Perks and Drawbacks of a Price-Based Approach

Are congestion fees the best way to address the problem? That depends on several factors, which we’ll detail below.

overhead view of busy city highway

Proven Benefits

In the right context, congestion charges bring several important benefits, from reducing traffic to supporting broader transportation initiatives.

Congestion Fees Are Effective at Reducing Traffic

In many cities that have implemented congestion pricing, the effect on traffic volume has been dramatic. In Orange County, California, the tactic doubled vehicle throughput while increasing speed in free lanes three- to fourfold.5 When London instituted road pricing two decades ago, it reduced congestion by 30%.6 Stockholm, which introduced its congestion tax a few years after London, saw a net drop in traffic of 20%.7

But achieving these outcomes requires a detailed analysis to ensure it will be implemented effectively.

Road Pricing Has Health Benefits

As expected, these drops in traffic are accompanied by reductions in pollution. During the first year of London’s congestion pricing program, the city saw nitrogen oxide emissions drop by 13.5% and particulate matter in the air diminish by 15.5%. Research estimates this has added nearly 1,900 years to the lives of London residents over the course of the program. In Stockholm, meanwhile, hospital visits for childhood asthma have dropped by nearly 50%.8

smog over NYC

It Supports Other Transportation Goals

Congestion pricing can also be introduced in conjunction with other forms of traffic engineering to support a comprehensive strategy for reducing traffic in overloaded areas. London’s system shifted 10% of commuters toward walking, cycling, or relying on public transportation. In the city center, bus travel increased by a third.6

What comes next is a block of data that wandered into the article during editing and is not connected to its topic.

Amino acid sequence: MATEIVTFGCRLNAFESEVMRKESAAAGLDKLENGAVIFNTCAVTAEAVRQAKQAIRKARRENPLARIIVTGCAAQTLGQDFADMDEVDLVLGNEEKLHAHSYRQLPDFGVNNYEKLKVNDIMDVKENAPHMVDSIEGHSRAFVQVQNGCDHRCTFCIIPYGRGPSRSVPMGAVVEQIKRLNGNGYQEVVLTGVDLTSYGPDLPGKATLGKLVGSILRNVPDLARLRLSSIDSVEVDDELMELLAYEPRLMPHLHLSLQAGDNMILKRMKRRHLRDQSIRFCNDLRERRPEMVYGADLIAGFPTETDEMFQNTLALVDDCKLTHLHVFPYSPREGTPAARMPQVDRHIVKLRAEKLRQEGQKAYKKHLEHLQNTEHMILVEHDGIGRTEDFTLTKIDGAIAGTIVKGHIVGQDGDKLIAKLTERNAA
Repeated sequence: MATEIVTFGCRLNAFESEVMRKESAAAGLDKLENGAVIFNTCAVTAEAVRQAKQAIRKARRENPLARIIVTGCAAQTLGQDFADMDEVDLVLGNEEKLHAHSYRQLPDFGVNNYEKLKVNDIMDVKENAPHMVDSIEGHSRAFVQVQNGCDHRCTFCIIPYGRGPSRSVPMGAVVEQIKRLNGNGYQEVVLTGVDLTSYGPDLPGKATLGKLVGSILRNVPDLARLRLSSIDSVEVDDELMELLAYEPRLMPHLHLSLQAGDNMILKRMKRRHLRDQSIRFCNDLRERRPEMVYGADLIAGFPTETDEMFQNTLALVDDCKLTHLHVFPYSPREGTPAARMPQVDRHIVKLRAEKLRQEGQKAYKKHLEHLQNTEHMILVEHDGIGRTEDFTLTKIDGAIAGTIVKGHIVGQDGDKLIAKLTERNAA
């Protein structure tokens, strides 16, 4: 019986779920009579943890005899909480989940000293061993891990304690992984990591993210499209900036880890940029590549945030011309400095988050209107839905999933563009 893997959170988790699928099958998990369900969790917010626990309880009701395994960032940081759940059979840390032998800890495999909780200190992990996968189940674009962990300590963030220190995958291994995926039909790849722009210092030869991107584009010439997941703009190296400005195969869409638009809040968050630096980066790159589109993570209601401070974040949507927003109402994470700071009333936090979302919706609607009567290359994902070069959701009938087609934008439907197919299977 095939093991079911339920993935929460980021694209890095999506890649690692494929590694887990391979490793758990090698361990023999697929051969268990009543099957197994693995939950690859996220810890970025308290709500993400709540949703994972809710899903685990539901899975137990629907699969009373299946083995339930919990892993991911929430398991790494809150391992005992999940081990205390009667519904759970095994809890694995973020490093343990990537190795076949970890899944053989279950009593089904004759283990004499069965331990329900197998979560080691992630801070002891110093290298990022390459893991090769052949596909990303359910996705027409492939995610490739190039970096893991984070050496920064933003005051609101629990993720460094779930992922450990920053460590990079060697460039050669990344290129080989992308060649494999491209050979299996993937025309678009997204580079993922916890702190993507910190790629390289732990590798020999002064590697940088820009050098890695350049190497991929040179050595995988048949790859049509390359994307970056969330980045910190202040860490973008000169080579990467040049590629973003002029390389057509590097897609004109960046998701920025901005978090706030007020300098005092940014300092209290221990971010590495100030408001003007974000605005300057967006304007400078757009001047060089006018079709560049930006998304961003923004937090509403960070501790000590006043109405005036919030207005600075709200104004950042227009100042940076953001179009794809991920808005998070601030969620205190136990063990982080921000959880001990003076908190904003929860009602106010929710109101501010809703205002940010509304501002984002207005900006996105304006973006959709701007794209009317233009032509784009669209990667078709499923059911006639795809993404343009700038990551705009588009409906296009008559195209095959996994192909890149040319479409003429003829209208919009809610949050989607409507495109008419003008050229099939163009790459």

Cities can use the revenue generated by congestion fees to directly support other transportation initiatives, whether that involves renovating bus stops, adding bike lanes, or supporting forms of micromobility. While congestion pricing programs do bring their own expenses, even a small boost in revenue from these programs can be beneficial for cash-strapped planning departments. Again, it’s essential to delve into traffic data and project the impact of any changes before implementing any specific program.

Criticisms and Limitations

Despite these benefits, congestion pricing garners its fair share of criticism, most of which falls into one of three categories.

Get the data-driven congestion solutions used by other cities


The Model Is Unfair

Many critics have raised legitimate concerns over where congestion pricing can be implemented equitably. After all, drivers with lower incomes will find the tolls more difficult to manage than those with more resources.

However, it’s important to note that many models are structured to address these potential inequities. San Francisco’s proposed pricing model, for example, would offer a sliding scale for congestion charges based on income level or disabilities. Likewise, the proposal offers to put some of the revenue from fees toward boosting transit service to underserved locations and even offering free transit to low-income riders. 9

Congestion Pricing Is Unconstitutional

In some cases, opponents of this type of traffic engineering have gone so far as to question its legality. New York City’s Metropolitan Transportation Authority is now facing a lawsuit from New Jersey claiming that its current plan for congestion pricing violates the U.S. Constitution, which doesn’t allow states to enact laws that may place undue burdens on interstate commerce.10 It’s not clear whether the suit will stand up in court, but it’s safe to say there is precedent for states enacting tollways, even where it affects out-of-state residents.

Other Options to Consider

Where there are significant barriers to successful implementation, it’s worth exploring alternatives that can be deployed in conjunction with (or as an alternative to) congestion pricing.

Road Diets